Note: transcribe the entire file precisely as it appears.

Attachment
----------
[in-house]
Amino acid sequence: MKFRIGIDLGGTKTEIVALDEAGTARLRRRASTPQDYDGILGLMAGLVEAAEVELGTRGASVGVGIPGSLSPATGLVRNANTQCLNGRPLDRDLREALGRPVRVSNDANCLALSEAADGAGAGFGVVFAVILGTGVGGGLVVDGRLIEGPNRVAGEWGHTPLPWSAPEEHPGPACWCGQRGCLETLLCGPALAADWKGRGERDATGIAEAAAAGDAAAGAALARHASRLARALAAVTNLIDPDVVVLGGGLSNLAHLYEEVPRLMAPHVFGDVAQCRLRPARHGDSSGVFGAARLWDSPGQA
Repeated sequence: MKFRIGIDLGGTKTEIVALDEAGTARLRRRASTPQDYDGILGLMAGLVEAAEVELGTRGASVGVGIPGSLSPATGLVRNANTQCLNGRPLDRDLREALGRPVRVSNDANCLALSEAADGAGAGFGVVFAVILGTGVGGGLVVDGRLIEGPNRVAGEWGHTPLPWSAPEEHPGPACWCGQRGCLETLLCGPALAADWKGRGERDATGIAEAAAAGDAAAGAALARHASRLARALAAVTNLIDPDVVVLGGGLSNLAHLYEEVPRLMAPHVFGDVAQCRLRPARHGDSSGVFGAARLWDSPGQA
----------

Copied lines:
[in-house]
Amino acid sequence: MKFRIGIDLGGTKTEIVALDEAGTARLRRRASTPQDYDGILGLMAGLVEAAEVELGTRGASVGVGIPGSLSPATGLVRNANTQCLNGRPLDRDLREALGRPVRVSNDANCLALSEAADGAGAGFGVVFAVILGTGVGGGLVVDGRLIEGPNRVAGEWGHTPLPWSAPEEHPGPACWCGQRGCLETLLCGPALAADWKGRGERDATGIAEAAAAGDAAAGAALARHASRLARALAAVTNLIDPDVVVLGGGLSNLAHLYEEVPRLMAPHVFGDVAQCRLRPARHGDSSGVFGAARLWDSPGQA
Repeated sequence: MKFRIGIDLGGTKTEIVALDEAGTARLRRRASTPQDYDGILGLMAGLVEAAEVELGTRGASVGVGIPGSLSPATGLVRNANTQCLNGRPLDRDLREALGRPVRVSNDANCLALSEAADGAGAGFGVVFAVILGTGVGGGLVVDGRLIEGPNRVAGEWGHTPLPWSAPEEHPGPACWCGQRGCLETLLCGPALAADWKGRGERDATGIAEAAAAGDAAAGAALARHASRLARALAAVTNLIDPDVVVLGGGLSNLAHLYEEVPRLMAPHVFGDVAQCRLRPARHGDSSGVFGAARLWDSPGQA